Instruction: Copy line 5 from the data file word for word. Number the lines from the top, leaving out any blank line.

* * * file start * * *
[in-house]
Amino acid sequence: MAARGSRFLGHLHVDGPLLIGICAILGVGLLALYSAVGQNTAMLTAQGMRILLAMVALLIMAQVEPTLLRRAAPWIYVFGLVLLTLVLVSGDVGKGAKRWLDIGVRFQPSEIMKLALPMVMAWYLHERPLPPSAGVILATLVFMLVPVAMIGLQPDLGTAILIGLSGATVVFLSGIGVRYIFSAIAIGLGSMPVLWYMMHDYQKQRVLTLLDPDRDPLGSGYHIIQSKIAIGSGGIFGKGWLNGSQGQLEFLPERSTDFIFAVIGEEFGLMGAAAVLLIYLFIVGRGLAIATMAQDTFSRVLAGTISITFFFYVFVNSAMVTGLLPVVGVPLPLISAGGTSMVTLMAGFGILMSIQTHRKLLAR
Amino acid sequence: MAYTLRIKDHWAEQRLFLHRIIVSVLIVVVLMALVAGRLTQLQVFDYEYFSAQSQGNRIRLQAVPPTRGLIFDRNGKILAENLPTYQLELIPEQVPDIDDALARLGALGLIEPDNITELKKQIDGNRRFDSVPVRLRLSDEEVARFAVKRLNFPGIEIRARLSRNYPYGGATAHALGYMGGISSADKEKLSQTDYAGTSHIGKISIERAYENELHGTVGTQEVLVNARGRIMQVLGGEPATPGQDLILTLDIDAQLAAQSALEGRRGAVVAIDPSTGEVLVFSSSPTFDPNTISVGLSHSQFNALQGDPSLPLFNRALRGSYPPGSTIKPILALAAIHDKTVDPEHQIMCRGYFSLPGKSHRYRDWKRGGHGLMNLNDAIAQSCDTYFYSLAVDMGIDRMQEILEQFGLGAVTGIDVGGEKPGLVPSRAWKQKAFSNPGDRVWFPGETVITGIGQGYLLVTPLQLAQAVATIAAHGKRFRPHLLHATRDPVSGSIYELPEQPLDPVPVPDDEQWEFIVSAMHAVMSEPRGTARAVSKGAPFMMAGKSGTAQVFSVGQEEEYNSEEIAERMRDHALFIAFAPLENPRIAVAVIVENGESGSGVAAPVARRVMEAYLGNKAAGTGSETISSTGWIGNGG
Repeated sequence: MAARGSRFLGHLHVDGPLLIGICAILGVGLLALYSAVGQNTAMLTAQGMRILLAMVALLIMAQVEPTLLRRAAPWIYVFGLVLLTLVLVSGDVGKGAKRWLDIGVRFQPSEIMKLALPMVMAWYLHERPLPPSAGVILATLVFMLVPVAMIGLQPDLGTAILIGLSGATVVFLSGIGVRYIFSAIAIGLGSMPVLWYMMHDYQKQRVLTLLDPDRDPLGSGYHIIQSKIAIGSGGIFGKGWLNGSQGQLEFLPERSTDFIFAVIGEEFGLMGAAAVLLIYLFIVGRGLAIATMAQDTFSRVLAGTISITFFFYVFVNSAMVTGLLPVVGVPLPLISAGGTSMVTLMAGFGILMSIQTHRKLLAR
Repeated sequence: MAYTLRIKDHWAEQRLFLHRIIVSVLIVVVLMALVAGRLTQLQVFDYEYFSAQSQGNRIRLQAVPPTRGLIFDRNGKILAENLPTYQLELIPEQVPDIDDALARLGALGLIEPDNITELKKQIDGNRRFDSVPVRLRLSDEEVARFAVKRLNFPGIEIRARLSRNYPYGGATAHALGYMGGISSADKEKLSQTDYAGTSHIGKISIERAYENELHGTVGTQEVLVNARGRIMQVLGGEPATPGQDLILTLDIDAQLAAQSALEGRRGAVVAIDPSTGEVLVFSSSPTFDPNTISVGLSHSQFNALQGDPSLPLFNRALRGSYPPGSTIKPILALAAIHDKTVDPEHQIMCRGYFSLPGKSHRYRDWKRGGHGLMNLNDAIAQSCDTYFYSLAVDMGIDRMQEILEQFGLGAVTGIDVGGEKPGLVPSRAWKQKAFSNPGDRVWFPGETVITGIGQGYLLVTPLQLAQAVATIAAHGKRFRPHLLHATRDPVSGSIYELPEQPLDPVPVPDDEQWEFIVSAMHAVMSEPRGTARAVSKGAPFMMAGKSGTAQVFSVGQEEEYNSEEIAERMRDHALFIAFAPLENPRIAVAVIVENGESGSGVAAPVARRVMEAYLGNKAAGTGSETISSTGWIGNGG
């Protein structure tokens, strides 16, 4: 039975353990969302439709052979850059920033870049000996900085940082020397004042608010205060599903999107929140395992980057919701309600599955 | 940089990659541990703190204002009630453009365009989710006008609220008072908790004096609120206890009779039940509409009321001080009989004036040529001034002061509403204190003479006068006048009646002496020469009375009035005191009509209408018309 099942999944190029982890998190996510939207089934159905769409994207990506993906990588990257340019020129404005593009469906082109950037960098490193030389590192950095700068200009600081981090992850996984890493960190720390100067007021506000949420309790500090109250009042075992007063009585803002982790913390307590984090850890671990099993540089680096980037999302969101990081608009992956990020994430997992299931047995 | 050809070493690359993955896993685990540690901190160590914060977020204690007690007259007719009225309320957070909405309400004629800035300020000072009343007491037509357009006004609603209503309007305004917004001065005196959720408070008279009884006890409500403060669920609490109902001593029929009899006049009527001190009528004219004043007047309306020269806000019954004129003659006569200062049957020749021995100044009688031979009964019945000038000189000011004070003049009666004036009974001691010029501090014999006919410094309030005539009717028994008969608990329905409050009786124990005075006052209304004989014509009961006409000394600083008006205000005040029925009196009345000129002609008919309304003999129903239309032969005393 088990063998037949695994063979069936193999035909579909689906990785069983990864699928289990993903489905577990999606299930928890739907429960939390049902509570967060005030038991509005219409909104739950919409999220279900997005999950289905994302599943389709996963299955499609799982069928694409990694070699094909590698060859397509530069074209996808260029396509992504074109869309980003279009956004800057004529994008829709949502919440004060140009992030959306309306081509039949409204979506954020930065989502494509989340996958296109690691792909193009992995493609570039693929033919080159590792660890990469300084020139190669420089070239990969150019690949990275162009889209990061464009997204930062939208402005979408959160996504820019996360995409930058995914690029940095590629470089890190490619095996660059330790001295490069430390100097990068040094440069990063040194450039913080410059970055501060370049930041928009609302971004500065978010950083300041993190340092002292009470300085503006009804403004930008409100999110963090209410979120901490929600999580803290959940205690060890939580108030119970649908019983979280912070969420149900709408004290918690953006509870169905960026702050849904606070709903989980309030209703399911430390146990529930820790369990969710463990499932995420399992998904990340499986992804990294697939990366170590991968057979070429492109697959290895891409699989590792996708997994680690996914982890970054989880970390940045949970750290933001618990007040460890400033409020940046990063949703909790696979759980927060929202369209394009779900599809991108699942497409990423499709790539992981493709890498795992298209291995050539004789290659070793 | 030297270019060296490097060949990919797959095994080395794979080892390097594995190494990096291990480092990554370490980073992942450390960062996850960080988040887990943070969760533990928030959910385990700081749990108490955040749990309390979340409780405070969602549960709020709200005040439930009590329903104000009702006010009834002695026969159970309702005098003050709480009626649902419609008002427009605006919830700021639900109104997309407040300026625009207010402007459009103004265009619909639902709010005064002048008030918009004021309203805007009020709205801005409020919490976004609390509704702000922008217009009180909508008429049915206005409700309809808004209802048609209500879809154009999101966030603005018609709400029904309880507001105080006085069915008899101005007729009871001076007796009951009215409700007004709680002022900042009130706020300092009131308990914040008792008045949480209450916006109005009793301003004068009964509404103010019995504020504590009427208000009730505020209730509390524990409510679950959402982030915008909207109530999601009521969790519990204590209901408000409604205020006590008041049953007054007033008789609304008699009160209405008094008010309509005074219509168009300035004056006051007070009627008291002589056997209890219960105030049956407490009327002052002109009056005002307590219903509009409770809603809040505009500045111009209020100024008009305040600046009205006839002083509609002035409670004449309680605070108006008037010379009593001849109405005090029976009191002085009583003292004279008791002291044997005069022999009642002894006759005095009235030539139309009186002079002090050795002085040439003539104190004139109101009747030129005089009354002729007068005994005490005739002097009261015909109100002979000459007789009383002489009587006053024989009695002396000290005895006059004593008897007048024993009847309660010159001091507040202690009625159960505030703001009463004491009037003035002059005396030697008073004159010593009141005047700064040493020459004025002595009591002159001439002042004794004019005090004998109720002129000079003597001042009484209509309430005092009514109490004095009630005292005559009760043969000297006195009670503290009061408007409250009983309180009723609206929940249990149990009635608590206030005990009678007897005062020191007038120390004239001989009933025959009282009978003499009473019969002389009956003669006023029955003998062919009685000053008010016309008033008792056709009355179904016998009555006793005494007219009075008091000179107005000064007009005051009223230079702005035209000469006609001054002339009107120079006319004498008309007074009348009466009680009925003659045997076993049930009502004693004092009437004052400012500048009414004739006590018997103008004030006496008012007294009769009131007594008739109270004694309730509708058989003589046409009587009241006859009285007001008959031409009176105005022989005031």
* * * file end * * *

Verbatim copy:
Repeated sequence: MAYTLRIKDHWAEQRLFLHRIIVSVLIVVVLMALVAGRLTQLQVFDYEYFSAQSQGNRIRLQAVPPTRGLIFDRNGKILAENLPTYQLELIPEQVPDIDDALARLGALGLIEPDNITELKKQIDGNRRFDSVPVRLRLSDEEVARFAVKRLNFPGIEIRARLSRNYPYGGATAHALGYMGGISSADKEKLSQTDYAGTSHIGKISIERAYENELHGTVGTQEVLVNARGRIMQVLGGEPATPGQDLILTLDIDAQLAAQSALEGRRGAVVAIDPSTGEVLVFSSSPTFDPNTISVGLSHSQFNALQGDPSLPLFNRALRGSYPPGSTIKPILALAAIHDKTVDPEHQIMCRGYFSLPGKSHRYRDWKRGGHGLMNLNDAIAQSCDTYFYSLAVDMGIDRMQEILEQFGLGAVTGIDVGGEKPGLVPSRAWKQKAFSNPGDRVWFPGETVITGIGQGYLLVTPLQLAQAVATIAAHGKRFRPHLLHATRDPVSGSIYELPEQPLDPVPVPDDEQWEFIVSAMHAVMSEPRGTARAVSKGAPFMMAGKSGTAQVFSVGQEEEYNSEEIAERMRDHALFIAFAPLENPRIAVAVIVENGESGSGVAAPVARRVMEAYLGNKAAGTGSETISSTGWIGNGG